BMR + Cardio: 500 - 600 calories / hour
BMR + Grappling + Capacity Training: 1,133 calories / hour
Bringing everything together then, if:
- I were eating 85% carbohydrates (to maximize glycogen stores at about 1,000 calories) and...
- My BMR and training (again, not just exercise) consumed a conservative 500 calories / hour...
I've got 2 hours before my glycogen stores are depleted. Those are huge "ifs" though. Realistically, I'm going in to training with a blood glucose (BG) from 80 - 100 (obviously not "carb loaded"). With the previously outlined "workout / training day" definition I'm looking at a maximum of 2 hours of grappling – conceding it's not 100% glycolytic.
But, what then? I'm not finished after 2 hours? No. There is an argument for metabolic flexibility here as I realize "cardio" (Zone 2 / Zone 3) training isn't glycolytic and ketones / fat stores can be tapped after glycogen has been depleted.
However, my curiosity is:
...In the context of LONG training days (3+ hours) utilizing MULTIPLE ENERGY systems for CONSECUTIVE days.
I was going to collect data samples and compare them to my previous research (below, and on GitLab (9)), but my curiosity has largely been satisfied. Recalling my earlier work re-affirms the value of intuition.
My initial analysis (10) didn't include data on carbohydrates, only fat:protein ratio (negatively associated with performance, r = 0.44, p = 0.0022). Also note that:
- Mood had a positive relationship with performance (r = +0.51, p = 0.0035).
- AWQ had a positive relationship with performance (r = +0.48, p = 0.0063).
In short, to perform well:
- Be / get in a good mood (the mind is secondary, the body tertiary).
Before his Olympic bronze medal run, at the age of 32, wrestler Terry Brands was told by legend Dan Gable: "What you gotta do is only do things that make you feel really good, so that you can get ready to train really hard only when you feel really good."
Since there's about 50g of glucose made from 100g of protein (11) and I generally get well over 200g protein, it's not an unreasonable hypothesis that the above correlation between protein (via fat:protein ratio) and performance could (partially) be attributed to glucose production (via gluconeogenesis) – but again, I didn't run that data.
- To perform well, you also need to recover as hard as you train (duh).
Sleep better to reduce your heart rate and improve AWQ, and do a little mild fasting. The non-duh part was that protein correlated positively with heart rate, possibly a carryover effect from high-protein to drive performance the day prior – e.g. higher heart rate after a hard training day.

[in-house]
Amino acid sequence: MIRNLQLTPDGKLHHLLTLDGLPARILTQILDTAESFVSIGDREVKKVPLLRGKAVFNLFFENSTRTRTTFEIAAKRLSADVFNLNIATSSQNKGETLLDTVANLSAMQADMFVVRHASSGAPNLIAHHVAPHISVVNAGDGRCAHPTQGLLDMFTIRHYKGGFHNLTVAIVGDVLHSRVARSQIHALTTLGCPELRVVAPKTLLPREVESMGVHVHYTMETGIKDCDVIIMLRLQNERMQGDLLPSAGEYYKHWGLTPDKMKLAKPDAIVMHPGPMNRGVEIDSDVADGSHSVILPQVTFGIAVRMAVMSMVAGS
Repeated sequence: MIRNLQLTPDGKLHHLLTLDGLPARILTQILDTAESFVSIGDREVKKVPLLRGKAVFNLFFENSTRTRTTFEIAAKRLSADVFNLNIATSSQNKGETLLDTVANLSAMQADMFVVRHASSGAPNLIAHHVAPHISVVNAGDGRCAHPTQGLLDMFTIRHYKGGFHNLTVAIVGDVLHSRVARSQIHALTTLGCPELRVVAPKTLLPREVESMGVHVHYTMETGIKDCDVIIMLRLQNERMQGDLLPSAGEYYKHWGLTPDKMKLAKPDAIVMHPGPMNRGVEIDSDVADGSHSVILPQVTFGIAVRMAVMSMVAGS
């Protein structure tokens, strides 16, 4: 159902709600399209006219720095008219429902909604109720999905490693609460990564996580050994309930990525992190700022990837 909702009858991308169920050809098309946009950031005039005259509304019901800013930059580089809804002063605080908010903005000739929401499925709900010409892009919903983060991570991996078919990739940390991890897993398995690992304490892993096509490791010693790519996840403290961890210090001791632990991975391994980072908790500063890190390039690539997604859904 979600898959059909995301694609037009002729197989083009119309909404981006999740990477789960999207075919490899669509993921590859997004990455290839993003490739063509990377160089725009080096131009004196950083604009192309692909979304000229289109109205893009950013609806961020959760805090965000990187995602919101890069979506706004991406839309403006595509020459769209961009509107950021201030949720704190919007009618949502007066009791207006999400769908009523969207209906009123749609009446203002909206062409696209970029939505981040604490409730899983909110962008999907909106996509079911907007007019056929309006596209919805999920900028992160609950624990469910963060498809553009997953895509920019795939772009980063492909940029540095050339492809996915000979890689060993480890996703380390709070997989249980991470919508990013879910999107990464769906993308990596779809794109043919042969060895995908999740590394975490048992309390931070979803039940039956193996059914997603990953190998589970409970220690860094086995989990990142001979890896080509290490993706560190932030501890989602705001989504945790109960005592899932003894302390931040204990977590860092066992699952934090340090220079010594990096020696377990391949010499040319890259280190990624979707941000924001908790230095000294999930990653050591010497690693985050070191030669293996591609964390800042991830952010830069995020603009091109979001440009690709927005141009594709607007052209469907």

Conclusion... For Now:
If you're going to eat carbohydrates, you don't need to justify it to anyone except yourself. So do it, with effort, paid ahead of time – don't buy on credit. Hopefully your own health and performance matter more to you than what fits nicely into someone else's niche categorical definition – including my own above!
Use this information though:
- If you're not hitting Zone 2 (60% MHR) then you can get by without carbs. It's at this range where your body burns equal parts sugar and fat.
- Mood and Stress are significant factors in performance. When you feel good, you generally perform well. Human biology does have a serotonin response to carbohydrates (12).
Coming full circle then, what probably makes you feel good is performing well, and for a longtime – so the "health" (e.g. longevity) aspect of "fitness" (what are you actually fit for?) is still relevant.
Are carbohydrates necessary, no. Neither is high-performance – see my thoughts on moderation (13). This is where the "X isn't necessary" or "so-and-so does / doesn't do this-or-that" argument leads.
What are you doing? How well? How long? Are you selling yourself short on what you could be capable of based on what someone who doesn't even know you says you should do?
Break the rules. Stay curious. Learn. Leave. Grow. Clap for yourself. Accept no consolation and do whatever it takes to keep moving forward.
Update 8/21/22: Someone forwarded me an article saving me the statistical grunt work showing that under the right conditions you can consume 200g of carbs / day and still be in ketosis.
Update 8/24/22: Dr. James Dinicolantonio sums this up nicely in his book Win, pg. 192-204. The long-short is that "earning your carbs" requires > 70% VO2max; but low-carb diets increase the threshold (% of VO2max) where you start burning carbs – however, there was "no difference in glycogen depletion after 180 minutes." So, I was generous suggesting 120 minutes @ 60%; if you're a real stickler, do 180 minutes at 70%.